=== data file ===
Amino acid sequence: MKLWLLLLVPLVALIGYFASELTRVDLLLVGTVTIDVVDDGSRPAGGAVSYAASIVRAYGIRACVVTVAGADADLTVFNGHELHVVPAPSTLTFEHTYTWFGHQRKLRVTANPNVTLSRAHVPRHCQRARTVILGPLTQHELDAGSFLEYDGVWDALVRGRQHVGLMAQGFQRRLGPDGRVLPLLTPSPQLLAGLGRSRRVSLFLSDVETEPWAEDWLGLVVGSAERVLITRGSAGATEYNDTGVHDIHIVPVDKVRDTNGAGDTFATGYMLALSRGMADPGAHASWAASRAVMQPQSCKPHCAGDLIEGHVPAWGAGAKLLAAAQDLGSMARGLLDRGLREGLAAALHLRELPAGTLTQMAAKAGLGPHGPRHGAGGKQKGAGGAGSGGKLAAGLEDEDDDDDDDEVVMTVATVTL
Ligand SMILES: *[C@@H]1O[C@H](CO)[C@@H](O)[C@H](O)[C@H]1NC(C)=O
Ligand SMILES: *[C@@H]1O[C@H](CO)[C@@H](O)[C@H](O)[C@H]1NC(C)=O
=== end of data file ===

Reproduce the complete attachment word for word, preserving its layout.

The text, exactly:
Amino acid sequence: MKLWLLLLVPLVALIGYFASELTRVDLLLVGTVTIDVVDDGSRPAGGAVSYAASIVRAYGIRACVVTVAGADADLTVFNGHELHVVPAPSTLTFEHTYTWFGHQRKLRVTANPNVTLSRAHVPRHCQRARTVILGPLTQHELDAGSFLEYDGVWDALVRGRQHVGLMAQGFQRRLGPDGRVLPLLTPSPQLLAGLGRSRRVSLFLSDVETEPWAEDWLGLVVGSAERVLITRGSAGATEYNDTGVHDIHIVPVDKVRDTNGAGDTFATGYMLALSRGMADPGAHASWAASRAVMQPQSCKPHCAGDLIEGHVPAWGAGAKLLAAAQDLGSMARGLLDRGLREGLAAALHLRELPAGTLTQMAAKAGLGPHGPRHGAGGKQKGAGGAGSGGKLAAGLEDEDDDDDDDEVVMTVATVTL
Ligand SMILES: *[C@@H]1O[C@H](CO)[C@@H](O)[C@H](O)[C@H]1NC(C)=O
Ligand SMILES: *[C@@H]1O[C@H](CO)[C@@H](O)[C@H](O)[C@H]1NC(C)=O